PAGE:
Settlement of fiddler crab megalopae on a North Carolina (USA) sandflat: Species identification using multiplex PCR provides evidence for selective settlement

Journal Article (Journal Article)

Selection of settlement sites by planktonic larvae can have important impacts on adult population distributions. Three species of fiddler crabs - Uca pugilator, U. pugnax, and U. minax - commonly co-occur in mid-Atlantic estuaries of the USA. They share a common larval life history of export to coastal waters followed by reinvasion of the estuary as postlarvae (megalopae), but their adults occupy different habitats separated by salinity and sediment type. This separation of adults could be caused by differential larval supply, selective settlement, or by post-settlement processes. We examined the species composition of planktonic postlarvae delivered to an intertidal site with a monospecific population of U. pugilator and compared it to newly settled postlarvae and first-instar crabs at this site using a new multiplex PCR technique for species identification. We found that all 3 species were present in the plankton but that almost all settled megalopae were U. pugilator, indicating that selective settlement is important for maintaining the adult population distribution at this site. In addition, all first-instar crabs were U. pugilator except for a single U. pugnax individual, indicating that megalopae that initially settle in an inappropriate habitat can leave before metamorphosis. The multiplex PCR is faster and less expensive than existing molecular methods for identifying fiddler crab larvae and juveniles to species. Future experiments should examine the behavioral bases for the selective settlement of Uca spp. megalopae.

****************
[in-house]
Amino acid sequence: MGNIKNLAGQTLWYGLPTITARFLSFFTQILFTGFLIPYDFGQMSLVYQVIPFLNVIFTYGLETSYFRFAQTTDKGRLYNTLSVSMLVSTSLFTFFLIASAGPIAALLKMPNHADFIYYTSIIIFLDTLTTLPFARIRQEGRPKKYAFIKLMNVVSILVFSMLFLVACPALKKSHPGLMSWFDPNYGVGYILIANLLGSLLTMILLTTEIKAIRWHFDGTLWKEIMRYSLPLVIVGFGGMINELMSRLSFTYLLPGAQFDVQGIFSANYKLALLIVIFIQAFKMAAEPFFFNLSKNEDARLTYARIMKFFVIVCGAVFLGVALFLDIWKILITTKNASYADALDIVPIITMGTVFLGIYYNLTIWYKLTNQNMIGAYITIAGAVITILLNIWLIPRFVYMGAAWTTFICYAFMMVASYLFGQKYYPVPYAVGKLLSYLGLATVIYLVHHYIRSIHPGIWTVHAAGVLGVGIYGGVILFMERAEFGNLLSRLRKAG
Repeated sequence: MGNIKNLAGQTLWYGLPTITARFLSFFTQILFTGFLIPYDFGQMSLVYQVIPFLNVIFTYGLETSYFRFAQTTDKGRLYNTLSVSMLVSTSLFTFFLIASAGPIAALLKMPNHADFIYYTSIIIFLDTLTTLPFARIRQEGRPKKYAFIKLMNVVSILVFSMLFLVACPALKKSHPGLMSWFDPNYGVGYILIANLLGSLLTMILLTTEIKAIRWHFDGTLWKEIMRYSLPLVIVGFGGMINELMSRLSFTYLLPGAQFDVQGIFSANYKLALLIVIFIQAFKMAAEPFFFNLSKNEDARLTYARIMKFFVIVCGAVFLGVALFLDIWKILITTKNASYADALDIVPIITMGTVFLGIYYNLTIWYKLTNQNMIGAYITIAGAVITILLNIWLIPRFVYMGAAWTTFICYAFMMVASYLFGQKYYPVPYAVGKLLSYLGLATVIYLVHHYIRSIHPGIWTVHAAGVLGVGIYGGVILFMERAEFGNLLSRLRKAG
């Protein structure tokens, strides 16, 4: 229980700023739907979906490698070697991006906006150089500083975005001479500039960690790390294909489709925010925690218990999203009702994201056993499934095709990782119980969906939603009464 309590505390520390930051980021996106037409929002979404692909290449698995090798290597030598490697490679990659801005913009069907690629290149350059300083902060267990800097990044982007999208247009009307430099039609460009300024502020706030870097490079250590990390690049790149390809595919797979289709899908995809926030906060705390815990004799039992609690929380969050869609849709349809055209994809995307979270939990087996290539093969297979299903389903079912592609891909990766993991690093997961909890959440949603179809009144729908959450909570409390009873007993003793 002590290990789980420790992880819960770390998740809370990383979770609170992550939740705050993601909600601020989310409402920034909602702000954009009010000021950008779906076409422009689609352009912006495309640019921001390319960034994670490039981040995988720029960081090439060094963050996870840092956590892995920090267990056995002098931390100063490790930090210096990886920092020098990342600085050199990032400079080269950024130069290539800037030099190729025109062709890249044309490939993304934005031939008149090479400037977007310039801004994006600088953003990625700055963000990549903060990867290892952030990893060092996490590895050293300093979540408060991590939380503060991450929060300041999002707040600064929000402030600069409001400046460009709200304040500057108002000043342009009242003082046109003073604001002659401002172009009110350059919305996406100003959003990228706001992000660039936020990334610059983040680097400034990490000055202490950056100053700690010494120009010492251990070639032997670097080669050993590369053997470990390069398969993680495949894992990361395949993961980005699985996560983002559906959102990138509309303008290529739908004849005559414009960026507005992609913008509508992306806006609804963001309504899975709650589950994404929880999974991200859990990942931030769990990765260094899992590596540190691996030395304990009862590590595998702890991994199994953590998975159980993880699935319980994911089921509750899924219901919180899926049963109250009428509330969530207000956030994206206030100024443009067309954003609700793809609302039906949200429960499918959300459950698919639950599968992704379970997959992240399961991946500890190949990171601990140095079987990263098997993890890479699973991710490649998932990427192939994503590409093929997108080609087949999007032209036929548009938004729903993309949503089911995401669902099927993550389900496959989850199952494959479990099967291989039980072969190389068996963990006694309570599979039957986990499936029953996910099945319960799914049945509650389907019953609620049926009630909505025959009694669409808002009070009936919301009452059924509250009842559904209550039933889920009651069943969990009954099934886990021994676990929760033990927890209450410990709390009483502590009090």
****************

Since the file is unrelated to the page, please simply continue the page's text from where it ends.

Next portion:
Full Text

Duke Authors

Cited Authors

  • Welch, JM; Reinsel, KA; Battles, KA; Romero, AO; Blaine, JM; Sendi, RL; Forward, RB

Published Date

  • March 16, 2015

Published In

Volume / Issue

  • 523 /

Start / End Page

  • 115 - 123

Electronic International Standard Serial Number (EISSN)

  • 1616-1599

International Standard Serial Number (ISSN)

  • 0171-8630

Digital Object Identifier (DOI)

  • 10.3354/meps11166

Citation Source

  • Scopus